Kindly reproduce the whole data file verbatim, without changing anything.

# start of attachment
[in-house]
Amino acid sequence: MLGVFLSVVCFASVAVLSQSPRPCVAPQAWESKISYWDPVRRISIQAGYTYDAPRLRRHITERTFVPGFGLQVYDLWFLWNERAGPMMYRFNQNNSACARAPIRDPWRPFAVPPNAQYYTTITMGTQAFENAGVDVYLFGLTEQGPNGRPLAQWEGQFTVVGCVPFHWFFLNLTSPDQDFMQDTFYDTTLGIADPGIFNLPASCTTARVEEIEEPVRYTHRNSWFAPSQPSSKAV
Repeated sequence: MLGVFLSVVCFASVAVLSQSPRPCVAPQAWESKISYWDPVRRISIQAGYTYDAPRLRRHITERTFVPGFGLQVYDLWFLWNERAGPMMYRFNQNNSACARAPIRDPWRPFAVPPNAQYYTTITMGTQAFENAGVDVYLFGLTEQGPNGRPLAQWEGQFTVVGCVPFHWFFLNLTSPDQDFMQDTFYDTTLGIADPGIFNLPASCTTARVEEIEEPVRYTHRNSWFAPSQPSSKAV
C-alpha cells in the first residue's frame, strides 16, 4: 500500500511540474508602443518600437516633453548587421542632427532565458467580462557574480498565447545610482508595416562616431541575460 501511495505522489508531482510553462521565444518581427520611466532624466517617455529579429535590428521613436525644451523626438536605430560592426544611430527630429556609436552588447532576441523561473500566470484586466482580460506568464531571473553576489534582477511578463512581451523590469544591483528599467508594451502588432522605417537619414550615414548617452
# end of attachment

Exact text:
[in-house]
Amino acid sequence: MLGVFLSVVCFASVAVLSQSPRPCVAPQAWESKISYWDPVRRISIQAGYTYDAPRLRRHITERTFVPGFGLQVYDLWFLWNERAGPMMYRFNQNNSACARAPIRDPWRPFAVPPNAQYYTTITMGTQAFENAGVDVYLFGLTEQGPNGRPLAQWEGQFTVVGCVPFHWFFLNLTSPDQDFMQDTFYDTTLGIADPGIFNLPASCTTARVEEIEEPVRYTHRNSWFAPSQPSSKAV
Repeated sequence: MLGVFLSVVCFASVAVLSQSPRPCVAPQAWESKISYWDPVRRISIQAGYTYDAPRLRRHITERTFVPGFGLQVYDLWFLWNERAGPMMYRFNQNNSACARAPIRDPWRPFAVPPNAQYYTTITMGTQAFENAGVDVYLFGLTEQGPNGRPLAQWEGQFTVVGCVPFHWFFLNLTSPDQDFMQDTFYDTTLGIADPGIFNLPASCTTARVEEIEEPVRYTHRNSWFAPSQPSSKAV
C-alpha cells in the first residue's frame, strides 16, 4: 500500500511540474508602443518600437516633453548587421542632427532565458467580462557574480498565447545610482508595416562616431541575460 501511495505522489508531482510553462521565444518581427520611466532624466517617455529579429535590428521613436525644451523626438536605430560592426544611430527630429556609436552588447532576441523561473500566470484586466482580460506568464531571473553576489534582477511578463512581451523590469544591483528599467508594451502588432522605417537619414550615414548617452